0071 A Mexican Spanish Version of the Circadian Energy Scale

Dora Valencia, Tommy Begay, Karla Granados, Marcos Delgadillo, Sadia Ghani, Patricia Molina, Pamela Alfonso-Miller, Fabian-Xosé Fernandez, Chloe Wills, Michael Grandner

Research output: Contribution to journalMeeting Abstractpeer-review


Introduction Circadian health is increasingly recognized for the contributions it makes to general health. Few instruments assessing circadian rhythms have been translated into Spanish, however. The present study describes a Spanish translation of the Circadian Energy Scale (CIRENS). The instrument was designed according to the language norms of those living along the US-Mexico border by a bilingual research team. The CIRENS was completed by both English and Spanish speaking border residents, in their preferred language. Methods Data were collected from a sample of N=100 individuals of Mexican descent living in Nogales, Arizona. CIRENS is a 2-item scale that assesses chronotype by examining overall energy level in the morning and evening. Translation of the instrument into Spanish was done according to the following process: (1) a bilingual study team member attempted an initial translation; (2) a bilingual community member edited the translation; (3) a certified medical translator edited the revision; (4) a focus group of N=5 bilingual community members made further contextual edits; (5) a back-translation was performed; (6) an additional bilingual focus group examined the final version for compatibility; and (7) the medical translator certified the accuracy of the final version. T-tests examined differences between those who completed the measure in Spanish vs English. Results Of the N=100 survey respondents, N=42 completed the CIRENS in Spanish. No significant differences were observed in overall chronotype determination between those who took the Spanish versus English version (p=0.22) of the instrument. As a continuous score, the respondents in Spanish demonstrated slightly more morningness (p=0.01). Per the individual items, no differences were seen for evening energy levels (p=0.22), but Spanish respondents reported slightly higher morning energy scores (2.76 vs 2.17, p=0.008). Conclusion The individuals that completed the CIRENS in Spanish reported higher morning energy scores but no significant differences in chronotype. Future studies can use the Spanish CIRENS to evaluate circadian factors across cultural/linguistic groups. Support (If Any)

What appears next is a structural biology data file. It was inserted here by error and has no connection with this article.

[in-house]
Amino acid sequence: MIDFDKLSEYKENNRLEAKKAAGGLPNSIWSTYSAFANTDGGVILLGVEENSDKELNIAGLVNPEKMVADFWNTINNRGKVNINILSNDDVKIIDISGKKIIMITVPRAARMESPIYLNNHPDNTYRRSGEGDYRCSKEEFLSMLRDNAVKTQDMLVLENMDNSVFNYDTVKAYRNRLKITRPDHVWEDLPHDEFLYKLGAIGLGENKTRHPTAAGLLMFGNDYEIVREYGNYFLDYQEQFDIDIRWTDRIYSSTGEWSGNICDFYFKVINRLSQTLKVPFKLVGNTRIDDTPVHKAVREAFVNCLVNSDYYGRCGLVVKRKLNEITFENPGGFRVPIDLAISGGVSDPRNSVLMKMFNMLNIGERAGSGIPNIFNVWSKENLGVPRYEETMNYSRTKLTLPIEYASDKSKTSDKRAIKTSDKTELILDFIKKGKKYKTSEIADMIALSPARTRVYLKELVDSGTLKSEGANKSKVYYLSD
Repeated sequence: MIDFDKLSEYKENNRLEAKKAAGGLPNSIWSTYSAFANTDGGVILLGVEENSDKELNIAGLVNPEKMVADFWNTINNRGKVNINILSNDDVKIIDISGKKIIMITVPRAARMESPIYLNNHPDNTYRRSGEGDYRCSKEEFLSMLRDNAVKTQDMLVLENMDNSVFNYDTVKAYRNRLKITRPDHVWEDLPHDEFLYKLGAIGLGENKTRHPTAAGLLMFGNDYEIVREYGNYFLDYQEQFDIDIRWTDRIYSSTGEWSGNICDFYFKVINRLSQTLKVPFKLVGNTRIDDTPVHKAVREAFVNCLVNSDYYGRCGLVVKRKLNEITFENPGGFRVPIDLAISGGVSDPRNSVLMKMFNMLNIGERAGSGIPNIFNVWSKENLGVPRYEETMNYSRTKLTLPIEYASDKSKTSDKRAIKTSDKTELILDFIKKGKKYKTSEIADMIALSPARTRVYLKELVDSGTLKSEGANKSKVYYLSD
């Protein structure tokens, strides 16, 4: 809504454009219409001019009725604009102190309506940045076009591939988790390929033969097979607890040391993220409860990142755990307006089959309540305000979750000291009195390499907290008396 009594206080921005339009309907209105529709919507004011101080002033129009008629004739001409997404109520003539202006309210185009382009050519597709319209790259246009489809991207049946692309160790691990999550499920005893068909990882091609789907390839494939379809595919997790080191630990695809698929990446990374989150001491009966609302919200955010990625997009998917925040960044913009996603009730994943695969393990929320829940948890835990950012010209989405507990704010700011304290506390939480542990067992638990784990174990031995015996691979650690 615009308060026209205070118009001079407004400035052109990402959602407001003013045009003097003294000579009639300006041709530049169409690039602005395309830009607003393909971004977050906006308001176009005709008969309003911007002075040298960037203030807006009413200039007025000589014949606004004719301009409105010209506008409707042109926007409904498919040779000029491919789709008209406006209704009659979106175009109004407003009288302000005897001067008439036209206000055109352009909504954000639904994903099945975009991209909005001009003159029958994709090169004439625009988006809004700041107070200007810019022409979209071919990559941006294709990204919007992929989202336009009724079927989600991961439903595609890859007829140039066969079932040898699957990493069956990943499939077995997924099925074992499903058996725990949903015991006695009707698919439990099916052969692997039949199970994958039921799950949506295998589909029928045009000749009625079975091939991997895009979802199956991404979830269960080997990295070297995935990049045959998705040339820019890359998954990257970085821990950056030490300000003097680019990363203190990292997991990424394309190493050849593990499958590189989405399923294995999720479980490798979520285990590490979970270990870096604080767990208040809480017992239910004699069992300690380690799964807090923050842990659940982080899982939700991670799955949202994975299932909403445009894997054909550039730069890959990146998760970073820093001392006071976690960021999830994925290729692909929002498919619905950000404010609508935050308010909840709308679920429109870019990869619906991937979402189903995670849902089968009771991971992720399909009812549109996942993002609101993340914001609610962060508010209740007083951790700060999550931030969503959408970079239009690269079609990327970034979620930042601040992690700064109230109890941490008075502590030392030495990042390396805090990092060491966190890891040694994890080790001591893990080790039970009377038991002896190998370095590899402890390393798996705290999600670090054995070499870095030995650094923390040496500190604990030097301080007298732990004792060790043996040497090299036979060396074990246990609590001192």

Original languageEnglish
Pages (from-to)A32-A33
Issue numberSupplement_1
Publication statusPublished - 25 May 2022


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